This year I am racking up the phrases I never thought I’d say a year ago… and here is another one: “I’ve been on the pole”.
Taking a pole dancing class was put on the Yay! List during a late night over desserts with a group of girls after a gala. I added it because it was something that made me uncomfortable. I took the class a few weeks ago, but writing this post took a while. Not so much the writing of THIS post, but my trying to determine how I wanted to approach sharing my thoughts about this experience.
I found myself sitting on the fence about what to write – do I write about the actual experience or do I explore the ensuing thoughts and discussions I had about the dichotomy of how pole dancing classes as a form of exercise could make you feel? One will take me a little longer to write, in part because I am lazy, but also I want to take my time with it.
The Brass Ovaries Studio
A few weekends ago an awkward woman (that’s me) arrived at Brass Ovaries, a small, women-owned business that teaches pole dancing. When I asked Sarah, the instructor how long she has been teaching, she said “I’ve been teaching for two years, but on the pole for three.” Most of her students are suburban housewives or college students looking for a new workout routine. She mentioned meeting women who had experience “on the pole” in a professional setting, but found them to be much less dependable in terms of actually showing up to the classes. Which makes sense to me.
Sarah is in phenomenal shape, the kind of body that you look at and know she could physically do anything. And she enjoys what she does, she enjoys teaching women to release their inhibitions while embracing the part of them that feels and becomes physically powerful.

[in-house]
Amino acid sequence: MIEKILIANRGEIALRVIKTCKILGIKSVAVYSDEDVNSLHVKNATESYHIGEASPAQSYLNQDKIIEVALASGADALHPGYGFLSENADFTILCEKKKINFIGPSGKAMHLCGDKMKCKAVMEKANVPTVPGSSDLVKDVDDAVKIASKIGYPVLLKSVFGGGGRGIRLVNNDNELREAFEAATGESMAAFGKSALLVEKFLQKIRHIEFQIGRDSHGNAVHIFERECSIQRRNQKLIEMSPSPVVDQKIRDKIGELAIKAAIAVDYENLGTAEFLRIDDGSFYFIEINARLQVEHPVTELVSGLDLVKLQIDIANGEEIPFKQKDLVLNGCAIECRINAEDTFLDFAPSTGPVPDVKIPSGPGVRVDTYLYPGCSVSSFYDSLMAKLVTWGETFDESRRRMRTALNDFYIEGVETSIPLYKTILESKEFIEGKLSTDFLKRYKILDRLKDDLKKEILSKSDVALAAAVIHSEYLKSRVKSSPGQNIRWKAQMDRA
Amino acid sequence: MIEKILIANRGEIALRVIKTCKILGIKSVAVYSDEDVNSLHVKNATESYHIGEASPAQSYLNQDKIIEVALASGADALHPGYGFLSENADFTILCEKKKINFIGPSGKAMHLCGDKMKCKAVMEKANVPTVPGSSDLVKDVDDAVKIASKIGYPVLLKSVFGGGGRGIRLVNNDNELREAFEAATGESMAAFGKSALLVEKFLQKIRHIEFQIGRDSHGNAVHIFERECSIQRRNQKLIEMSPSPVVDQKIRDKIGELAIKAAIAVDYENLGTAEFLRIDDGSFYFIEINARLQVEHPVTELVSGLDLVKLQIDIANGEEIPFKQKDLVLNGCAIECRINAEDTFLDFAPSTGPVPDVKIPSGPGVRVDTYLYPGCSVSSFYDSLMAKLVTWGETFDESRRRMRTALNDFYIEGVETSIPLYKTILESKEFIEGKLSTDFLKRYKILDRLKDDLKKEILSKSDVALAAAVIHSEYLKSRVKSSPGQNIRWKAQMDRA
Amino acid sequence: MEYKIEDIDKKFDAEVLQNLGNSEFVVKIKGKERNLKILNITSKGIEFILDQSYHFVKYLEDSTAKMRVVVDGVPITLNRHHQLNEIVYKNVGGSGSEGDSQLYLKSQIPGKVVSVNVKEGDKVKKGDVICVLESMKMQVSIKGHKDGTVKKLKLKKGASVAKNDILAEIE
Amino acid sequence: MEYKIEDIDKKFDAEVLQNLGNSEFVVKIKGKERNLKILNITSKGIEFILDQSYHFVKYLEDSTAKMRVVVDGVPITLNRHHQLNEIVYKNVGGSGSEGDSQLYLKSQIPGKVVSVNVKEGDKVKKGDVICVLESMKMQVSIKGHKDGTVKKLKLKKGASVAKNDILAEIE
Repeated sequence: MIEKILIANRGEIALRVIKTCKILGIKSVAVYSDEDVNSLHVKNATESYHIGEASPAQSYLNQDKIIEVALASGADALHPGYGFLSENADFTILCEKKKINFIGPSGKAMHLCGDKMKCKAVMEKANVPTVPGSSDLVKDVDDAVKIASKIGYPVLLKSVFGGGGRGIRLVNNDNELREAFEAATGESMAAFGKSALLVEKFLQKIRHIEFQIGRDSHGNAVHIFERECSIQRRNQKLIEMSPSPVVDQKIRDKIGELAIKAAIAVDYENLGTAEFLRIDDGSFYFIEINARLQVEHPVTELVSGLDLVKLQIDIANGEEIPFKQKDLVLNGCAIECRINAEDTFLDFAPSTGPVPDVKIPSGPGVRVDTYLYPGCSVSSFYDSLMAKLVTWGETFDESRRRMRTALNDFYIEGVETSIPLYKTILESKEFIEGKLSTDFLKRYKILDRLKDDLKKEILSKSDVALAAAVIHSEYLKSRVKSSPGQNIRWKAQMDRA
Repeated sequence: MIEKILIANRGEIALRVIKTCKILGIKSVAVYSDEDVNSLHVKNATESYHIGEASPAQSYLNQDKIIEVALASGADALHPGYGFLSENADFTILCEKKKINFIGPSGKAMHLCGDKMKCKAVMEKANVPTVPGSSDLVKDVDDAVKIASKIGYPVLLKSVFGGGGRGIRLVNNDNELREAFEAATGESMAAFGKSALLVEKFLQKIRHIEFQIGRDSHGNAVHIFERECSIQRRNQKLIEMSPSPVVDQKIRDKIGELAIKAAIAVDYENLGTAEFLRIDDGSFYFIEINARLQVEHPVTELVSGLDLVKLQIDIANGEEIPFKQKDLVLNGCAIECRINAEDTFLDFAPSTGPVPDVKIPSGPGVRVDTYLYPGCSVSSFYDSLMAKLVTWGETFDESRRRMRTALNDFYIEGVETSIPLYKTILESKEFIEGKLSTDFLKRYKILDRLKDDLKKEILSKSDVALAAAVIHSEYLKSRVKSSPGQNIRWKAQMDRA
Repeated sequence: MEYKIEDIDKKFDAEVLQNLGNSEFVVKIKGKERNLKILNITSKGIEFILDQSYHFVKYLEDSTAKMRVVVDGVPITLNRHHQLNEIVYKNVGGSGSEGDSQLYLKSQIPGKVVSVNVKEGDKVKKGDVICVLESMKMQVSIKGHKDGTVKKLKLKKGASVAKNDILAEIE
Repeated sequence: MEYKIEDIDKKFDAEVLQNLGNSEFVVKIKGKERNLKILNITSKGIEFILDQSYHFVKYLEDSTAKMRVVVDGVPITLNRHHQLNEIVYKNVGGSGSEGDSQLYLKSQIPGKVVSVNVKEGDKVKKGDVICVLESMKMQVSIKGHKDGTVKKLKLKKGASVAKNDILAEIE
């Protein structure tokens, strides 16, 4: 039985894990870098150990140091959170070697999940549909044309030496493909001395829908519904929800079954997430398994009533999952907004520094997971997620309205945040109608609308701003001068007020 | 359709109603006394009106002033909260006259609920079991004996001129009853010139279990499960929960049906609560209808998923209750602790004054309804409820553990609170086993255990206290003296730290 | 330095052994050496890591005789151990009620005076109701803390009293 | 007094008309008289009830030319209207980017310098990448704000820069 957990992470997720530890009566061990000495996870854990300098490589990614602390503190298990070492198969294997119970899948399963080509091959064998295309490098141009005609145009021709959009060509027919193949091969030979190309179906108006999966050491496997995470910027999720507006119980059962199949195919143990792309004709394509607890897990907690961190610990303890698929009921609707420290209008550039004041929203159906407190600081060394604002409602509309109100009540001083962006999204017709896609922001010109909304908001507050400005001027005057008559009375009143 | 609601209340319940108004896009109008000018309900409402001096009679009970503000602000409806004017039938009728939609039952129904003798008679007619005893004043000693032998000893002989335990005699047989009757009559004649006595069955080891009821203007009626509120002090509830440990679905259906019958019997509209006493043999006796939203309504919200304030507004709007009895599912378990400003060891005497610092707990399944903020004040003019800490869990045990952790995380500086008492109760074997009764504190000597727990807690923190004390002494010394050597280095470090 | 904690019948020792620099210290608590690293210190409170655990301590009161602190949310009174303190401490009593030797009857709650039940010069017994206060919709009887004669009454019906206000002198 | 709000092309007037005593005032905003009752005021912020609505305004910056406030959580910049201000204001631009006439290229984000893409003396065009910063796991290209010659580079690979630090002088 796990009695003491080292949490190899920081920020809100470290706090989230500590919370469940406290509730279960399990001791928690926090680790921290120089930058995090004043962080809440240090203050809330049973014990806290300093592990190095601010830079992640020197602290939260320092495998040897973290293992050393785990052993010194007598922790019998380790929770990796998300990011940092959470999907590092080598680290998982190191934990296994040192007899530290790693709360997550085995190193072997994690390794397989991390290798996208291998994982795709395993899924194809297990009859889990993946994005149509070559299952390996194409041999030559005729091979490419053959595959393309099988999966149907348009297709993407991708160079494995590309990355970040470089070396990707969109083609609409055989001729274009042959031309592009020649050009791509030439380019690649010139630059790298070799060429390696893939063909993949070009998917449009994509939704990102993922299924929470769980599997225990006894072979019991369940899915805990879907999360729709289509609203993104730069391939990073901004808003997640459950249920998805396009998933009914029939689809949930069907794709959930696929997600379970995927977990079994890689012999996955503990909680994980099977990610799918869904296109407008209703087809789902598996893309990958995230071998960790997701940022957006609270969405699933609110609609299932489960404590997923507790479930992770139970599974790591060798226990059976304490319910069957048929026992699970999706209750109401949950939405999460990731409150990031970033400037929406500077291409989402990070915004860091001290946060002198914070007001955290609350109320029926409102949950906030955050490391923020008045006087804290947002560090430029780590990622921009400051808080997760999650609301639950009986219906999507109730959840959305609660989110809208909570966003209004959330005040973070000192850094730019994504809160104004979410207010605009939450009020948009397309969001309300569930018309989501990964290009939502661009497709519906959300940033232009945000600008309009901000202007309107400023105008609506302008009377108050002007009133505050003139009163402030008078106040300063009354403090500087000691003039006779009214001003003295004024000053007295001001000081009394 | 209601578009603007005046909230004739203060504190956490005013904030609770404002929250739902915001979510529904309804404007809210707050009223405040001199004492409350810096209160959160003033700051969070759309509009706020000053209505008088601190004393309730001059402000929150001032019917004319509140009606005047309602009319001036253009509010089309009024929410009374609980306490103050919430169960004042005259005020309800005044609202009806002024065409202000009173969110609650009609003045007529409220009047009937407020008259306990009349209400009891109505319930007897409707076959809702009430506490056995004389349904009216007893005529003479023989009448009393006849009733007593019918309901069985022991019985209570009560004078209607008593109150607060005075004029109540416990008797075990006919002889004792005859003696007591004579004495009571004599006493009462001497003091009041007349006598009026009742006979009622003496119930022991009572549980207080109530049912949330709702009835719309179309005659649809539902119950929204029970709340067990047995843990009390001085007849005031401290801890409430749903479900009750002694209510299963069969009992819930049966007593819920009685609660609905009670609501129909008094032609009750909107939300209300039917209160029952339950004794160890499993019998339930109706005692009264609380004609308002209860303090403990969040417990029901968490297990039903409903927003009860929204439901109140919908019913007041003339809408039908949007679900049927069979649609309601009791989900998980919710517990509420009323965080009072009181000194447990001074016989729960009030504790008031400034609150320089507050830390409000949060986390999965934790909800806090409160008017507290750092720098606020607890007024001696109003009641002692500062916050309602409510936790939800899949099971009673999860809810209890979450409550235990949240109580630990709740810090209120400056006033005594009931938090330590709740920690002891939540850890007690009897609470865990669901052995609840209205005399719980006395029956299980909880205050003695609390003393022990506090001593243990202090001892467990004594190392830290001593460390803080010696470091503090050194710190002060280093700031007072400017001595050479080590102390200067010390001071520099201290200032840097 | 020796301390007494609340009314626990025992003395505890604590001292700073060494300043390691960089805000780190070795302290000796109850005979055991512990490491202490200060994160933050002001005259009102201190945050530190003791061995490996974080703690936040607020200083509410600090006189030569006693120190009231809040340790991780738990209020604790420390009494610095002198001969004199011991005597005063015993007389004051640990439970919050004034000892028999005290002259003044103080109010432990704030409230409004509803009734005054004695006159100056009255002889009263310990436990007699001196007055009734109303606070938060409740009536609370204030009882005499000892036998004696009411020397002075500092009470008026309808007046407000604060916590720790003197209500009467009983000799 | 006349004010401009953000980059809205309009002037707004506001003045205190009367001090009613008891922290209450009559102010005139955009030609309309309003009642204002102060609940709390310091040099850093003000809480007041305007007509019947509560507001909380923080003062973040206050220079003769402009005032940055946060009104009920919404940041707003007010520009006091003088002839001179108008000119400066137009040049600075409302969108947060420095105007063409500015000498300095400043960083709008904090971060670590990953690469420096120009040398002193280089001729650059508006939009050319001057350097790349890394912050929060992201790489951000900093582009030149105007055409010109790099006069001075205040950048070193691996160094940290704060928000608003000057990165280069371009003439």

As a beginner’s class, there wasn’t any acrobatics involved but rather the experience of understanding how to move around a pole with a simple routine. The interesting part of the experience was discovering how uncomfortable I was at the beginning of the class and how much more at ease I felt at the end.
The most important things I learned in this class are:
- It’s possible for me to get over being self-conscious, but it takes a while and a lot of laughs along the way.
- Your left and your right can get confusing, or is that just me?
- If you’re going “on the pole”, evidently bruising is a concern. See the photo for the many different places you can expect to be bruised.
- There are different sizes of poles, 45 or 50mm diameter offer different sizes for different sized hands. A 45mm pole felt better for my (evidently) smaller hands. For nothing we were doing in the class would I really need to have a smaller pole diameter but if you are engaging in some of the potential acrobatics, I could see how a better… um… grip would be beneficial.
- The poles have a pin at the base that allow you to either have a standard non-moving pole or one that spins. The effect is actually amazing, the difference between a spin on a spinning or a still pole.
Would I take another class? Initially I thought “no”, I didn’t need to – I didn’t find it to be much of a workout, and if it wasn’t a workout, then it was “just” an experience I’d had, a box to check. But I suspect that more advanced classes definitely require more physically that make it a better workout.
I am glad I had the experience and would suggest that anyone who is at all curious should try it. Moving around the pole in a routine set to Justin Timberlake’s “SexyBack” definitely reminds you never to take yourself too seriously. Because when you catch sight of yourself in the mirror, you may not feel as ridiculous as you thought you might – and that’s kind of fun. Or is that just me? Nah… .